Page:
To be more concrete. Consider the C programming language. Is this function “equivalent to a mapping from input values to output values”

I don’t seem to be able to explain this clearly enough in this forum/format, or without a degree of formal setup that would be way too tedious both to write and read. But the question you are posing is not exactly well formed regarding what I am suggesting. I am not suggesting that a function *in the language* be a “set theoretic function” *in the language*. I am suggesting that its *semantic interpretation* (which presupposes a fixed choice of a semantics) be equivalent *by the rules of equivalence of the target semantics in the given semantic interpretation* to a function *in the domain of interpretation* which is in some sense “a set theoretic function”, which, typically would arise because e.g. the categorical semantics would take place in a setting in which something like FinSet embeds in a natural way.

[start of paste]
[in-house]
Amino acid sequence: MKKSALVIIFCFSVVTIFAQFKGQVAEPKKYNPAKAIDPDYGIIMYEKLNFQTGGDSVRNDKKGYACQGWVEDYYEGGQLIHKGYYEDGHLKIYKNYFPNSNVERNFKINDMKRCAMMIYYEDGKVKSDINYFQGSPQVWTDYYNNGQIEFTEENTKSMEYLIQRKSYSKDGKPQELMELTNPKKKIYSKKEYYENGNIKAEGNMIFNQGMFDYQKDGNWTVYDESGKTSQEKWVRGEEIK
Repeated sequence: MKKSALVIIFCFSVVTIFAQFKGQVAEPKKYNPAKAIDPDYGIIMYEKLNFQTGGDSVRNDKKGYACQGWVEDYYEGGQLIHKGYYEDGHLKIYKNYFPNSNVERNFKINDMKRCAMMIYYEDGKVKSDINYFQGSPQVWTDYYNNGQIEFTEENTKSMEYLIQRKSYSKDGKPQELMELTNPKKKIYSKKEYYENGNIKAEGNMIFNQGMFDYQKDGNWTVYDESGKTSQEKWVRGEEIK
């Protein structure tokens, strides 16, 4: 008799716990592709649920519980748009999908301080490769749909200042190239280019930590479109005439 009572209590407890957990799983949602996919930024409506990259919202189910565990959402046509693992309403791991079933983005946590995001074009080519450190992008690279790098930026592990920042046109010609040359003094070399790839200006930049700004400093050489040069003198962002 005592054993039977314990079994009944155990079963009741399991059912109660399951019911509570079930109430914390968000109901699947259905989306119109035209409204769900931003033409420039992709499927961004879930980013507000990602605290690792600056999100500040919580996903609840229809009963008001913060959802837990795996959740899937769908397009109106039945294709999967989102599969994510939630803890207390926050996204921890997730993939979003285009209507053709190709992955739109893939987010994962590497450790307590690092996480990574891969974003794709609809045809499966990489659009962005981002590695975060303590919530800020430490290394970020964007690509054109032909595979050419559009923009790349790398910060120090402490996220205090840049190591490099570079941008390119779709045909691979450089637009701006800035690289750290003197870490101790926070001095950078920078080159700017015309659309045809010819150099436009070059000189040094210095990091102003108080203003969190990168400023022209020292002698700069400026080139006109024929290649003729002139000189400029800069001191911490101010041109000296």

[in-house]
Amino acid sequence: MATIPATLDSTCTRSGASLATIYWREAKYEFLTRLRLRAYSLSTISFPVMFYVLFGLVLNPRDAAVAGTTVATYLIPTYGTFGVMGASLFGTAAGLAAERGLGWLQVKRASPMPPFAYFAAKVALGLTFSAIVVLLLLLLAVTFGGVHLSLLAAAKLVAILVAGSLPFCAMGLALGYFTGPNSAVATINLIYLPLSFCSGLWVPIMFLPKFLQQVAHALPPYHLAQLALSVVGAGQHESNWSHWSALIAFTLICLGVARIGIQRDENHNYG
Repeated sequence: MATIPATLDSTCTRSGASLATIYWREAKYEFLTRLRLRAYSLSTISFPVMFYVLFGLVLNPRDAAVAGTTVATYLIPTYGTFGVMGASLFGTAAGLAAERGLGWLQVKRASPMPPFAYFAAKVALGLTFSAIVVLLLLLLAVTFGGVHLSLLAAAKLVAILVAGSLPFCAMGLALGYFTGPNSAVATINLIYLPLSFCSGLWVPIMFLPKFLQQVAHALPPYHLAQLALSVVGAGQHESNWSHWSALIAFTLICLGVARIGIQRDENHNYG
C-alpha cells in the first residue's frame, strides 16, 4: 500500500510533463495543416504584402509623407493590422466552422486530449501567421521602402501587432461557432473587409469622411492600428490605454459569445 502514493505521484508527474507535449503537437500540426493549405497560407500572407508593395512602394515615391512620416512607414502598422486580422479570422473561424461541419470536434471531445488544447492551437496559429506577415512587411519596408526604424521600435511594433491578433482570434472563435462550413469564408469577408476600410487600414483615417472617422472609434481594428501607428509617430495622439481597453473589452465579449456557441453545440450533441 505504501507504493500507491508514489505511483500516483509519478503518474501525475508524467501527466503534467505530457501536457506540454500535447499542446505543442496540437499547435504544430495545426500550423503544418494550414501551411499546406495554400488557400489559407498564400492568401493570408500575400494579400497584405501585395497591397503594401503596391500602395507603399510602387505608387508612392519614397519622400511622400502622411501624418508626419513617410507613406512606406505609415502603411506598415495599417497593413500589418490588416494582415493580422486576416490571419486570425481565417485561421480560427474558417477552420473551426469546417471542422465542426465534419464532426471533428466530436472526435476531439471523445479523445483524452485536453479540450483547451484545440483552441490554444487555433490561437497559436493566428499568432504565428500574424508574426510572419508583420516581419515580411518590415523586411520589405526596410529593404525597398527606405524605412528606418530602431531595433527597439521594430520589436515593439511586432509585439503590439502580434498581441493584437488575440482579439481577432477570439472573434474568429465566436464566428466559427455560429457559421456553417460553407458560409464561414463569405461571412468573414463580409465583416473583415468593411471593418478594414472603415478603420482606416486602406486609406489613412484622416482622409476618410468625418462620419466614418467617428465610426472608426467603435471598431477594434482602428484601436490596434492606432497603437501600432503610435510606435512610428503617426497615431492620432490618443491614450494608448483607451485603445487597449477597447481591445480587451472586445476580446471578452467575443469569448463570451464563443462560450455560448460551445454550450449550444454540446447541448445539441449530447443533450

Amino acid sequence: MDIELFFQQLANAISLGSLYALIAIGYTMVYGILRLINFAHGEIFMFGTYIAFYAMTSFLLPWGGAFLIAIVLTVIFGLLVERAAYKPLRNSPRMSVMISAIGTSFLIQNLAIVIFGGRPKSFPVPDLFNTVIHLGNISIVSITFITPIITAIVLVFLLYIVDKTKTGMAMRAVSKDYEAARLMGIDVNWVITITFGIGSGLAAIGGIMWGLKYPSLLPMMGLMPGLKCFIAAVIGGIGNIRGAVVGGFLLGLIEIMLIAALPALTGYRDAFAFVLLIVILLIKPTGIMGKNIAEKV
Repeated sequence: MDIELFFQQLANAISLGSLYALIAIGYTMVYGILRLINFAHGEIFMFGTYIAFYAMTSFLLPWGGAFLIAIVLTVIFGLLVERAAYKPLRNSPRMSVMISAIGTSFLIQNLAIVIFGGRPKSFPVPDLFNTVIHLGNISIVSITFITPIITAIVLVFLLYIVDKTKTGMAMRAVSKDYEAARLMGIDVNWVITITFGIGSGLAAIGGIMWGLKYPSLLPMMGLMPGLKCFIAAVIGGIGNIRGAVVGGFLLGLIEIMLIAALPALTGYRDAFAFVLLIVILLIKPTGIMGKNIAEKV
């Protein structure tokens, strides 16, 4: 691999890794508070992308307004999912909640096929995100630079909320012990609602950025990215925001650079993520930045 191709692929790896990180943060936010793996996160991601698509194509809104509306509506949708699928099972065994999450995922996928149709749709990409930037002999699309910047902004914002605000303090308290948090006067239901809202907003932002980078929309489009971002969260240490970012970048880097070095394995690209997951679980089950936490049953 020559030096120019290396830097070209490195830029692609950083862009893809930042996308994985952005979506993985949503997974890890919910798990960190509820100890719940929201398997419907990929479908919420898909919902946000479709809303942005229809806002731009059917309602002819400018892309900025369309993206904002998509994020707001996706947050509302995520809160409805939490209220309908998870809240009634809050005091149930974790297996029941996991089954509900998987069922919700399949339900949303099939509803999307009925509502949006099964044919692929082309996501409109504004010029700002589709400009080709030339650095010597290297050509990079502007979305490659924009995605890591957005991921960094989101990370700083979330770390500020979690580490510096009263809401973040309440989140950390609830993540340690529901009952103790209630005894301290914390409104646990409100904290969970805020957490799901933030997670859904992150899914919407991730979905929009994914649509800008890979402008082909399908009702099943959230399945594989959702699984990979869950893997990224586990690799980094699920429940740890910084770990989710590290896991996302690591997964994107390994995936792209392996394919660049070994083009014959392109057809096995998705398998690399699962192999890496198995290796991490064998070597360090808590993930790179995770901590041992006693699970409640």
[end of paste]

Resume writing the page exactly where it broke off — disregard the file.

So to answer the intended meaning of your question fully, one would need to specify an intepretation function for the C language into some semantic domain where there’s a given notion of equivalence and an obvious embedding of FinSet. One would then translate the given function over that mapping and ask if it lands in the image of the embedding of FinSet. There might be something in Strachey’s papers or the like that does some of this setup, but I don’t care to try to dig through them at the moment.

Edit: I suppose one could try to “internalize” this in some way, which might have been how my original suggestion read. In such a case one would simply define a notion of “set theoretic function” internal to C, which would be somewhat ad-hoc, but attempt to capture universally the class of things that the more extended version I suggested does. So for the C language that could be “functions that can be written solely with the case and return constructs”. Since your example function cannot be written solely with case and return, it would not fall in the given class.